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Nat Commun. 2018 Feb 9;9(1):595. doi: 10.1038/s41467-017-02674-y.

Genetic alterations driving metastatic colony formation are acquired outside of the primary tumour in melanoma.

Author information

1
Experimental Medicine and Therapy Research, University of Regensburg, Franz-Josef Strauß Allee 11, 93053, Regensburg, Germany.
2
Regensburg Center for Interventional Immunology (RCI) and University Medical Center of Regensburg, Franz-Josef Strauß Allee 11, 93053, Regensburg, Germany.
3
Division of Personalized Tumor Therapy, Fraunhofer-Institute for Toxicology and Experimental Medicine, Regensburg, Am Biopark 9, 93053, Germany.
4
Department of Medical Biometry, University of Tübingen, Silcherstr. 5, 72076, Tübingen, Germany.
5
Department of Dermatology, University of Tübingen, Liebermeisterstr. 25, 72076, Tübingen, Germany.
6
Department of Dermatology, University of Regensburg, Franz-Josef Strauß Allee 11, 93053, Regensburg, Germany.
7
Department of Pathology, University of Regensburg, Franz-Josef Strauß Allee 11, 93053, Regensburg, Germany.
8
Institute of Pathology, University Hospital, Friedrich-Alexander-University Erlangen-Nürnberg, Krankenhausstr. 8-10, 91054, Erlangen, Germany.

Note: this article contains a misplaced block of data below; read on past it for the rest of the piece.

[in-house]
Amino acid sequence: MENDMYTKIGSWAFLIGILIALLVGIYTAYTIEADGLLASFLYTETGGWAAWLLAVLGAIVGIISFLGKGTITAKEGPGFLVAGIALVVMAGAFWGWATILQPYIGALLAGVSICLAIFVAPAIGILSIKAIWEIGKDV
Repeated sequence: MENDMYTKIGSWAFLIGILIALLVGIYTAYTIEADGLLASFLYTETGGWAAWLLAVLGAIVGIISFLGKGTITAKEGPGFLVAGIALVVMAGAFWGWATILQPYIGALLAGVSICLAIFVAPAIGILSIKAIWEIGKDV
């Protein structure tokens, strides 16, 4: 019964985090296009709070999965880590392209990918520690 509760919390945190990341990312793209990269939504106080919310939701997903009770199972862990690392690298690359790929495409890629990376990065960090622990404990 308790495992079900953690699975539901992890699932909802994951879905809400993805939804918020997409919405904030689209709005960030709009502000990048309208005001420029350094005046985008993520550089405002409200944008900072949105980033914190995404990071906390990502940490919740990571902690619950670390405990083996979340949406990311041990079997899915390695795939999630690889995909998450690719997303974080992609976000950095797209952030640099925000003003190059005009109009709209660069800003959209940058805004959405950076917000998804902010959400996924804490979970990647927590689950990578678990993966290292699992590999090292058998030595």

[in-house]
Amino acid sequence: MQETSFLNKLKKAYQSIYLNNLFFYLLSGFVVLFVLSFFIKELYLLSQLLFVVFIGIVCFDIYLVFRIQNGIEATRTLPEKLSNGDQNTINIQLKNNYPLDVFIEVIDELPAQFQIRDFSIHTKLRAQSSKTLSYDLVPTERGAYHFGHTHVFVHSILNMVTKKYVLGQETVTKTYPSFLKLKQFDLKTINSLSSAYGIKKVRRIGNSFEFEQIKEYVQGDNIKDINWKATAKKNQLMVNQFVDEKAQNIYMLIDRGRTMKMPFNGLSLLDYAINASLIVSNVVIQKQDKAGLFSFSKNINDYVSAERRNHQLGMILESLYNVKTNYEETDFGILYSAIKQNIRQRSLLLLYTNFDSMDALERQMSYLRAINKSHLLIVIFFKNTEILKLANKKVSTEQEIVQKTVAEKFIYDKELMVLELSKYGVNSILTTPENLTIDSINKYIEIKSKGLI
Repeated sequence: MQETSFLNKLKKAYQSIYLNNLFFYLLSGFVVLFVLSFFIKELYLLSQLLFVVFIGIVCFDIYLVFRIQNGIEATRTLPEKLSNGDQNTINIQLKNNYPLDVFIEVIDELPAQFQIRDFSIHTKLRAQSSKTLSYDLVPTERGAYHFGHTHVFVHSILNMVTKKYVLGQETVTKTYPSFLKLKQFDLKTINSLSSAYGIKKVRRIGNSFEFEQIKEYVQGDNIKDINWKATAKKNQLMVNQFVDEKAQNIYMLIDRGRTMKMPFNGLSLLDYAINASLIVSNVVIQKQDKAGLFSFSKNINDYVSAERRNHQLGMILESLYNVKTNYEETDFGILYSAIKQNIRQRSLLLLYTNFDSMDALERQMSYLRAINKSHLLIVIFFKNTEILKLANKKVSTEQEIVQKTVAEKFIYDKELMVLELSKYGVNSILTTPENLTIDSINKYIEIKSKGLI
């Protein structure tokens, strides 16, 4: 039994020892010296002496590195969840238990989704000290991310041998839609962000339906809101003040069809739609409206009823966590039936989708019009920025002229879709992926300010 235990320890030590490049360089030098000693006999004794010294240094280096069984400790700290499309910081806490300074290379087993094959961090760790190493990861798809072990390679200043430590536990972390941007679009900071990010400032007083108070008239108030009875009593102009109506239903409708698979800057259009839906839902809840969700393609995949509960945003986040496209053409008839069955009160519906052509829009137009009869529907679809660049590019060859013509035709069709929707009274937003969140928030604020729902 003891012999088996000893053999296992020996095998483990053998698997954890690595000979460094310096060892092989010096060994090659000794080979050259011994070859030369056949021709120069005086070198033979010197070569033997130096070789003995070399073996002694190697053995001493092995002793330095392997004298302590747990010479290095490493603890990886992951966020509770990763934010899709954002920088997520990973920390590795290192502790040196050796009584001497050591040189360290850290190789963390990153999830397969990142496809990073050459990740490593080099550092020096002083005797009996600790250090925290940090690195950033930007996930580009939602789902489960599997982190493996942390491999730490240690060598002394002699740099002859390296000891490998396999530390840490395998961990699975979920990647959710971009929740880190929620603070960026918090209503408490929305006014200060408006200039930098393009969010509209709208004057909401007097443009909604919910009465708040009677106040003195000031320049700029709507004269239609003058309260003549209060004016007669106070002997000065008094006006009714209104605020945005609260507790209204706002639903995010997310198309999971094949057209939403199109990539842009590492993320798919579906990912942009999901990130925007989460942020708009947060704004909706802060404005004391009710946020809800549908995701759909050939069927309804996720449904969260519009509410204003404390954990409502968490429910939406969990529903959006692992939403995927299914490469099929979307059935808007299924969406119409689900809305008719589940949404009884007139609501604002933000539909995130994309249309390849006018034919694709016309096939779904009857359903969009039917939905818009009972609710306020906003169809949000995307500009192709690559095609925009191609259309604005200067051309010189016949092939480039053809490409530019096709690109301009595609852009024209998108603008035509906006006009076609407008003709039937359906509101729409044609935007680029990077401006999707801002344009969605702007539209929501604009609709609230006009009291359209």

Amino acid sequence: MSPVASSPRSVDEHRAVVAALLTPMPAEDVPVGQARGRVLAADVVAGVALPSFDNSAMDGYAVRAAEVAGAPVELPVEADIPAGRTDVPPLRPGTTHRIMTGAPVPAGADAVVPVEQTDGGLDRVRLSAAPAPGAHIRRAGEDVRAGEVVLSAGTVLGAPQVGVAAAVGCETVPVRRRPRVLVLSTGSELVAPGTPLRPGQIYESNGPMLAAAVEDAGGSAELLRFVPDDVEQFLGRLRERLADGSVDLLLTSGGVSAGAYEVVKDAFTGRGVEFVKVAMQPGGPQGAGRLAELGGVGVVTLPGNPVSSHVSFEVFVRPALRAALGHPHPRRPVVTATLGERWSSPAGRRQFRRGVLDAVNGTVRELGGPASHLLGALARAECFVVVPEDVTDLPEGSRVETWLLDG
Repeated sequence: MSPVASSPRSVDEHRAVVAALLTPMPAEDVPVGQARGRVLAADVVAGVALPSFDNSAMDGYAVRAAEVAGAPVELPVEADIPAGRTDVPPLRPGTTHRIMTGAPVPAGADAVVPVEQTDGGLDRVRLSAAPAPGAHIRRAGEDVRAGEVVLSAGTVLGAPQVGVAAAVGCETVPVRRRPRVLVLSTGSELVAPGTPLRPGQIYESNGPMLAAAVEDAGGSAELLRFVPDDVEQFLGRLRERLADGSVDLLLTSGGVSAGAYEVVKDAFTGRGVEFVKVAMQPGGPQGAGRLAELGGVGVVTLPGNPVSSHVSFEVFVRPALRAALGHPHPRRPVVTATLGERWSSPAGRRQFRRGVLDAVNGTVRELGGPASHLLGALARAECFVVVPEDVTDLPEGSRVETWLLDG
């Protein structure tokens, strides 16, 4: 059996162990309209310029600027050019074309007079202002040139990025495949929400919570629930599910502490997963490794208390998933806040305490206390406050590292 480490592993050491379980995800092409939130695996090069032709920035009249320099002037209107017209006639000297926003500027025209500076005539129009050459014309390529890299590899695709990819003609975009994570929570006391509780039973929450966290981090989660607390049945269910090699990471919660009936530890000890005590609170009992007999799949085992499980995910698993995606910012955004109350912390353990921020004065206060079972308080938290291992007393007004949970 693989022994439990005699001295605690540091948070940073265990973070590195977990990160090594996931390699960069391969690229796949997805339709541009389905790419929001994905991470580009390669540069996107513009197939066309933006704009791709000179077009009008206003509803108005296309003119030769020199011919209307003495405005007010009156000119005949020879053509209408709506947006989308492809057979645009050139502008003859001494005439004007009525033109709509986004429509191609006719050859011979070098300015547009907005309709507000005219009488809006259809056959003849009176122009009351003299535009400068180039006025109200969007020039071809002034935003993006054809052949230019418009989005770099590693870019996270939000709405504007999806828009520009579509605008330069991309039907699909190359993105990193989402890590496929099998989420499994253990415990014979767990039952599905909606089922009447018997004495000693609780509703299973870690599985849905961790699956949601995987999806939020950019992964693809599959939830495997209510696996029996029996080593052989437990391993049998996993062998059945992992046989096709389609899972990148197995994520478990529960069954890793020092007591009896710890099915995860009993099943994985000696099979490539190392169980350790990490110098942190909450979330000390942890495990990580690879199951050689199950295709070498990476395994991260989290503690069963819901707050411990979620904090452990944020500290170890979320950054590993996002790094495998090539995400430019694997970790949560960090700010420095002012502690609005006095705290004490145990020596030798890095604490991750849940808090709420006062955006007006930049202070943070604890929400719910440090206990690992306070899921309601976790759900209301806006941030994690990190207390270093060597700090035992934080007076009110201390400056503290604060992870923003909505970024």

9
Experimental Medicine and Therapy Research, University of Regensburg, Franz-Josef Strauß Allee 11, 93053, Regensburg, Germany. Christoph.klein@ukr.de.
10
Division of Personalized Tumor Therapy, Fraunhofer-Institute for Toxicology and Experimental Medicine, Regensburg, Am Biopark 9, 93053, Germany. Christoph.klein@ukr.de.

Abstract

Mouse models indicate that metastatic dissemination occurs extremely early; however, the timing in human cancers is unknown. We therefore determined the time point of metastatic seeding relative to tumour thickness and genomic alterations in melanoma. Here, we find that lymphatic dissemination occurs shortly after dermal invasion of the primary lesion at a median thickness of ~0.5 mm and that typical driver changes, including BRAF mutation and gained or lost regions comprising genes like MET or CDKNA2, are acquired within the lymph node at the time of colony formation. These changes define a colonisation signature that was linked to xenograft formation in immunodeficient mice and death from melanoma. Thus, melanoma cells leave primary tumours early and evolve at different sites in parallel. We propose a model of metastatic melanoma dormancy, evolution and colonisation that will inform direct monitoring of adjuvant therapy targets.

PMID:
29426936
PMCID:
PMC5807512
DOI:
10.1038/s41467-017-02674-y
[Indexed for MEDLINE]
Free PMC Article

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